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The New Diplomacy: Propaganda and U.S. Foreign Relations in the Early 20th Century

Please use this identifier to cite or link to this item: http://hdl.handle.net/1811/31995

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Title: The New Diplomacy: Propaganda and U.S. Foreign Relations in the Early 20th Century
Creators: Osgood, Kenneth
Keywords: diplomacy
propganda
foreign relations
20th Century
Issue Date: 2003-10-21
Publisher: Ohio State University. Mershon Center for International Security Studies
Abstract: Every major foreign office in the world ... is doing things today which it would have considered startling, if not improper, even ten years ago," an American official observed in the mid-20th century. He was speaking about propaganda, and about the increasingly commonplace act of meddling in the internal affairs of other countries. When he spoke, propaganda had already become an established fact of international relations. Gradually over the first half of the 20th century, the ancient art of diplomacy was transformed by the ongoing communications revolution. Foreign policy experts increasingly acknowledged that negotiations needed to take place on two levels: the diplomatic level between governments and the popular level to win international support for policies. Propaganda emerged as a critical element of the nation's foreign policy: not only publicizing ideas and manipulating minds, but changing the very act of diplomacy itself.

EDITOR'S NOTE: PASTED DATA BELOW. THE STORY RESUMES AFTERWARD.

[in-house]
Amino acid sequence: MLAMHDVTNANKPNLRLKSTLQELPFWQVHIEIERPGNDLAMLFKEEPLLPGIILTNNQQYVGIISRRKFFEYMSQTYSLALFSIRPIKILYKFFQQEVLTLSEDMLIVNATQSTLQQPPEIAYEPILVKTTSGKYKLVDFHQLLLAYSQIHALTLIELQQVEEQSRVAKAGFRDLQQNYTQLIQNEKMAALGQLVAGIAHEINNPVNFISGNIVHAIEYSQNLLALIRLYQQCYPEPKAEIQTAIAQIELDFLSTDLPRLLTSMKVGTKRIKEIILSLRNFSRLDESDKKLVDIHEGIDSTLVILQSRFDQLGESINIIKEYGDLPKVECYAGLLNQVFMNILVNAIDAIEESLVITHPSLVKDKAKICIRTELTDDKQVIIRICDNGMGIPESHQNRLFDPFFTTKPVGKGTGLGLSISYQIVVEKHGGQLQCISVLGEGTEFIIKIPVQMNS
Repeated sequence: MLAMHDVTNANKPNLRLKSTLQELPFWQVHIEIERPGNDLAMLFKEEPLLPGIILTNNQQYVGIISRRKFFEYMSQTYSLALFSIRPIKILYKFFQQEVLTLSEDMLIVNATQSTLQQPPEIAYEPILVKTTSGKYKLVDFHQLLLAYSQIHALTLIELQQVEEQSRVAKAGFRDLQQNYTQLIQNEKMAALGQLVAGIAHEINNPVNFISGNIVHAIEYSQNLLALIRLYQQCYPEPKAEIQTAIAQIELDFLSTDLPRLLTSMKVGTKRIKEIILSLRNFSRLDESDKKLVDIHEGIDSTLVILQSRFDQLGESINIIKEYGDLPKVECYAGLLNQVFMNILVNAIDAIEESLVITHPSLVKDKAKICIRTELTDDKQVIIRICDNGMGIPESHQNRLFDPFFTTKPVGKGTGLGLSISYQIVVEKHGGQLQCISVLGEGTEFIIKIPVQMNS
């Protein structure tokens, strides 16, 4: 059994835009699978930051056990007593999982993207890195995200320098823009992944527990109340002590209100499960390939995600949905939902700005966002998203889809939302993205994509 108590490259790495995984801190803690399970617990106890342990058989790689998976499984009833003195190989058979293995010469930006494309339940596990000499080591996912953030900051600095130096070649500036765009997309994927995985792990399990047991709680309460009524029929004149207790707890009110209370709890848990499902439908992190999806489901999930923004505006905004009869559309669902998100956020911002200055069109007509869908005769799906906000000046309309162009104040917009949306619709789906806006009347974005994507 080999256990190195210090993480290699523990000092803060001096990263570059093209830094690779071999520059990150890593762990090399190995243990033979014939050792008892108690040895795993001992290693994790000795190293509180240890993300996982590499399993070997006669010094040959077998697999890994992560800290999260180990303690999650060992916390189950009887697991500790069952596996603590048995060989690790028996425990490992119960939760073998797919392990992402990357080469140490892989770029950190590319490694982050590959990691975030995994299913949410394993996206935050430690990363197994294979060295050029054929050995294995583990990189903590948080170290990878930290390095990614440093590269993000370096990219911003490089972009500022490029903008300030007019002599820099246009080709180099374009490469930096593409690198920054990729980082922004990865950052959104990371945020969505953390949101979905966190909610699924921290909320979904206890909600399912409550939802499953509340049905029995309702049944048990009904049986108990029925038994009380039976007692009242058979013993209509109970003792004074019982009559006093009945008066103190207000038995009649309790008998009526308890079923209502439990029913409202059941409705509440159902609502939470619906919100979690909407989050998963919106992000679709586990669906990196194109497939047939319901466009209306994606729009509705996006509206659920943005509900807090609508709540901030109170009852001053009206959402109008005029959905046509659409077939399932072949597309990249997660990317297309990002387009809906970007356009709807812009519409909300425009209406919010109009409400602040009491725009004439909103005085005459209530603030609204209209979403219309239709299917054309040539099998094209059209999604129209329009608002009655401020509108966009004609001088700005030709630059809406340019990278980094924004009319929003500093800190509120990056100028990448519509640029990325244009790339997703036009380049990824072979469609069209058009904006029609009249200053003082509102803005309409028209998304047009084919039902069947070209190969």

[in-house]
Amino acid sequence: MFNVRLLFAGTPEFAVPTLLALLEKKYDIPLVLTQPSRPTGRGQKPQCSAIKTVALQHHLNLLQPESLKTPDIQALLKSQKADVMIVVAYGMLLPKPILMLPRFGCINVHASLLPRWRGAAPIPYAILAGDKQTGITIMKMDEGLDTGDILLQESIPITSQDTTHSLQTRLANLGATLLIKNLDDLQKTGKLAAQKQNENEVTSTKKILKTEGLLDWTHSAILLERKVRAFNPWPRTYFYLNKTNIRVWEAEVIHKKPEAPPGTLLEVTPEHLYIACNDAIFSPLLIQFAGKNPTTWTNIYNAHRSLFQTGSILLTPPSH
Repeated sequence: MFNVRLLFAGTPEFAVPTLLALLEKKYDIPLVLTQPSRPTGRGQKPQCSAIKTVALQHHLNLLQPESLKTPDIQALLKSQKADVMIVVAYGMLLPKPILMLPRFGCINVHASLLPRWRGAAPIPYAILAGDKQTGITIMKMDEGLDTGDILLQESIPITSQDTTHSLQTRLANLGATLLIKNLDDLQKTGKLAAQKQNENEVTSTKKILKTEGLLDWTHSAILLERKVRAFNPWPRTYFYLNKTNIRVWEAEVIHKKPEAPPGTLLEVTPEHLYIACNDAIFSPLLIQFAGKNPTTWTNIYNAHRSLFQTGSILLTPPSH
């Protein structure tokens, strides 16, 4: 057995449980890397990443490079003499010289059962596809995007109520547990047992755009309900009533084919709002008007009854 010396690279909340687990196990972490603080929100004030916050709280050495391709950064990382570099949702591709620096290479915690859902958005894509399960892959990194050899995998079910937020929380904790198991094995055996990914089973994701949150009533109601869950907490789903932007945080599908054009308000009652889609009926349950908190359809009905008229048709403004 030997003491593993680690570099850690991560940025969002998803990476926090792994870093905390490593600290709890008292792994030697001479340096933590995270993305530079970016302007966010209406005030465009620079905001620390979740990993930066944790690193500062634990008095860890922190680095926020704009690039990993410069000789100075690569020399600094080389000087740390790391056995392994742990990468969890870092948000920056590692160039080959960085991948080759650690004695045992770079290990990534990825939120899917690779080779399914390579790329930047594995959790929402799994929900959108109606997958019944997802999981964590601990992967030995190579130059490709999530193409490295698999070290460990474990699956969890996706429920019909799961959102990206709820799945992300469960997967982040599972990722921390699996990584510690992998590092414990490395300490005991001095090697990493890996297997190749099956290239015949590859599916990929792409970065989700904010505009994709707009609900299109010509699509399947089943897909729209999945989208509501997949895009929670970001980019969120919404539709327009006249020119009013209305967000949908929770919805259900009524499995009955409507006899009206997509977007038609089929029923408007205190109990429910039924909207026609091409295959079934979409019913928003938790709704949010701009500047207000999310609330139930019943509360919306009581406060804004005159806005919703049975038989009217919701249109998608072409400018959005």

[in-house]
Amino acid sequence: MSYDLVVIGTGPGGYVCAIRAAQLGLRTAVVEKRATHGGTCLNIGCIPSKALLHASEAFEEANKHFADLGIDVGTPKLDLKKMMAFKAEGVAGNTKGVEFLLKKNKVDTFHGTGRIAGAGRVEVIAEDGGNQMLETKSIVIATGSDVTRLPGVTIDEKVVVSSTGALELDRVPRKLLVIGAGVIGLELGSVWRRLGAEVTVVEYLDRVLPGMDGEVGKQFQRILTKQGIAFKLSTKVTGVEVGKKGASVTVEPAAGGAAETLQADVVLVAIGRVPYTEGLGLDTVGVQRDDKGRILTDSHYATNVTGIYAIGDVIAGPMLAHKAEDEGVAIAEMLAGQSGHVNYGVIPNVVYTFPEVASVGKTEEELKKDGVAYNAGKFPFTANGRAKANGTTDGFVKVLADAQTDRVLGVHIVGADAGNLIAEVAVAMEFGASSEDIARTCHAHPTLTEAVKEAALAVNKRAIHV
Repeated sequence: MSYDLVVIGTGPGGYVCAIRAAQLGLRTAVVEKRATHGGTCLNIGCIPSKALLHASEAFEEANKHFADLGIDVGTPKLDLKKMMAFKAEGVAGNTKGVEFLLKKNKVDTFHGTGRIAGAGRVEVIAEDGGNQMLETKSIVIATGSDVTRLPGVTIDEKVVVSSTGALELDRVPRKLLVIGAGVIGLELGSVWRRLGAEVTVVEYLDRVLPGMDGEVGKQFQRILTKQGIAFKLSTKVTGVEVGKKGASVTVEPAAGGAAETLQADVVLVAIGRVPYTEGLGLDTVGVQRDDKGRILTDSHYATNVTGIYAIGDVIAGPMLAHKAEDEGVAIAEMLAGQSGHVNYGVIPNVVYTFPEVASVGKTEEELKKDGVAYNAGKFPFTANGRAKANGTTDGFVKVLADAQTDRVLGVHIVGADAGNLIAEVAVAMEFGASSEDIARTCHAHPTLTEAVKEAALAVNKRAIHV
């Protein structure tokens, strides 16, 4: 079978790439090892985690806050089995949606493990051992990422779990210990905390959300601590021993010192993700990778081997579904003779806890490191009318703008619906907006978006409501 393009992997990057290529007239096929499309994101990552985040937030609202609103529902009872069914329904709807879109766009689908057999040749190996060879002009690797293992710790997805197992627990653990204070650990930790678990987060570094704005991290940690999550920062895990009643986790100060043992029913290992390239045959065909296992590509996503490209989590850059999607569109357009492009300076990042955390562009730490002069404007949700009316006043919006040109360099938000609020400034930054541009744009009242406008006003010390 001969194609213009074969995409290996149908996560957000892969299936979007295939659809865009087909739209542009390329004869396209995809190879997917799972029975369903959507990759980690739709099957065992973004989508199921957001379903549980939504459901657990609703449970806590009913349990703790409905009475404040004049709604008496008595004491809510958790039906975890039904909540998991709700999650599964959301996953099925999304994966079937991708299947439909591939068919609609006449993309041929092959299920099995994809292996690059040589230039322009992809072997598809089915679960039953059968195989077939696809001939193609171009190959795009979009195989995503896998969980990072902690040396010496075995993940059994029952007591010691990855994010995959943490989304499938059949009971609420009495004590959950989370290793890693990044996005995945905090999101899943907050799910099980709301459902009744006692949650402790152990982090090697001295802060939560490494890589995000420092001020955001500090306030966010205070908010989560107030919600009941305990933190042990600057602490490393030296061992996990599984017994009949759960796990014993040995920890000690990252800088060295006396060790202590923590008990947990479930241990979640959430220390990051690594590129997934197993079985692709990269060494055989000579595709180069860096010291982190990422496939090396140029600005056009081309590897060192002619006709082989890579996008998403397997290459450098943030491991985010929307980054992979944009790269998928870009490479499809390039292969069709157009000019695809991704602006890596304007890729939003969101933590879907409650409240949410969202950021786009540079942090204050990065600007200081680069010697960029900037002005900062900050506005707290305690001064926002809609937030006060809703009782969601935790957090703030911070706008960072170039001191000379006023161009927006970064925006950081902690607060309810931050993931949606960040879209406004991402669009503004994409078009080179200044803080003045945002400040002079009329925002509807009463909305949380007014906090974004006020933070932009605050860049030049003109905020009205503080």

URI: http://hdl.handle.net/1811/31995
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